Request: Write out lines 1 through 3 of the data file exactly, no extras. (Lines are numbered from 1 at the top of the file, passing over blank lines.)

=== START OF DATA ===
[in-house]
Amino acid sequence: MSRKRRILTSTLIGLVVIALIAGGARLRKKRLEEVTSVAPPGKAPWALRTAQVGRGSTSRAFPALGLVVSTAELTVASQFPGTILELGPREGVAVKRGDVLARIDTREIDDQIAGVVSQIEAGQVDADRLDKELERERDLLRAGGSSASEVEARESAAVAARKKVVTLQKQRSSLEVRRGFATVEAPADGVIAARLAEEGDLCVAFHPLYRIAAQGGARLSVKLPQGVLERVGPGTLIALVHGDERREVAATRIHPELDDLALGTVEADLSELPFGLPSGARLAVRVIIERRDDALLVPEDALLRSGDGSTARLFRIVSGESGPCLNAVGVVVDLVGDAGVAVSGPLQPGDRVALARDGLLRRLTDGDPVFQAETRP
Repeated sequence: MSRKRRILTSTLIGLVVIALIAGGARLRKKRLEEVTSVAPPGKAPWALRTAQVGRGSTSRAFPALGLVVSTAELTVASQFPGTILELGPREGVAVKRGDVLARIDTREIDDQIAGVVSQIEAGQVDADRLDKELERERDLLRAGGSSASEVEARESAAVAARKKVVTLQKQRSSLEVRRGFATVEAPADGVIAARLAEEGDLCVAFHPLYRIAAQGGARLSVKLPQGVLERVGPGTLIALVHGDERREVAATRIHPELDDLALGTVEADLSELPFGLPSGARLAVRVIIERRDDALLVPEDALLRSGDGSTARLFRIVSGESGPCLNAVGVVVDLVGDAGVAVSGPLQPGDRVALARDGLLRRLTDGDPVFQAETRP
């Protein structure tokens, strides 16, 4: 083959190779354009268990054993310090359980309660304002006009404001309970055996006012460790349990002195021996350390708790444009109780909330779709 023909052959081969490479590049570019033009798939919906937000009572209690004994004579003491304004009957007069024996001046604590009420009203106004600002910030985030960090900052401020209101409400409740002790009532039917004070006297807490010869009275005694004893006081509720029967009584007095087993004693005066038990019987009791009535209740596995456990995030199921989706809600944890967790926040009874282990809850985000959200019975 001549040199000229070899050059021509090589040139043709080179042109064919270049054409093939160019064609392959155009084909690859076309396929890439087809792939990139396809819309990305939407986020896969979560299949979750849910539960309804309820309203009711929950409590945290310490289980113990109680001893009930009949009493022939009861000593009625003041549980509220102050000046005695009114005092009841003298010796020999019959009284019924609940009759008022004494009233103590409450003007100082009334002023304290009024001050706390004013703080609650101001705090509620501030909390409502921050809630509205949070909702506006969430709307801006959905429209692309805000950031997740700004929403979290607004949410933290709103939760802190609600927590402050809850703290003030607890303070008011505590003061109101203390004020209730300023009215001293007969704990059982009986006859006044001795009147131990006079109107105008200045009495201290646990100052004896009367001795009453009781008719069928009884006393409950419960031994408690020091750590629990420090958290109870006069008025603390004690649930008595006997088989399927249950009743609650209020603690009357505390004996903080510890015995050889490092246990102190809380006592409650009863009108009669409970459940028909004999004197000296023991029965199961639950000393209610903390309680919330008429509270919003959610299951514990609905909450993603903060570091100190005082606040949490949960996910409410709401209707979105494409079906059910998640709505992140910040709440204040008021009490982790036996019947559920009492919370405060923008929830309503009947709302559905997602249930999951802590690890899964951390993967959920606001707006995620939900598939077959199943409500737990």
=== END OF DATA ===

[in-house]
Amino acid sequence: MSRKRRILTSTLIGLVVIALIAGGARLRKKRLEEVTSVAPPGKAPWALRTAQVGRGSTSRAFPALGLVVSTAELTVASQFPGTILELGPREGVAVKRGDVLARIDTREIDDQIAGVVSQIEAGQVDADRLDKELERERDLLRAGGSSASEVEARESAAVAARKKVVTLQKQRSSLEVRRGFATVEAPADGVIAARLAEEGDLCVAFHPLYRIAAQGGARLSVKLPQGVLERVGPGTLIALVHGDERREVAATRIHPELDDLALGTVEADLSELPFGLPSGARLAVRVIIERRDDALLVPEDALLRSGDGSTARLFRIVSGESGPCLNAVGVVVDLVGDAGVAVSGPLQPGDRVALARDGLLRRLTDGDPVFQAETRP
Repeated sequence: MSRKRRILTSTLIGLVVIALIAGGARLRKKRLEEVTSVAPPGKAPWALRTAQVGRGSTSRAFPALGLVVSTAELTVASQFPGTILELGPREGVAVKRGDVLARIDTREIDDQIAGVVSQIEAGQVDADRLDKELERERDLLRAGGSSASEVEARESAAVAARKKVVTLQKQRSSLEVRRGFATVEAPADGVIAARLAEEGDLCVAFHPLYRIAAQGGARLSVKLPQGVLERVGPGTLIALVHGDERREVAATRIHPELDDLALGTVEADLSELPFGLPSGARLAVRVIIERRDDALLVPEDALLRSGDGSTARLFRIVSGESGPCLNAVGVVVDLVGDAGVAVSGPLQPGDRVALARDGLLRRLTDGDPVFQAETRP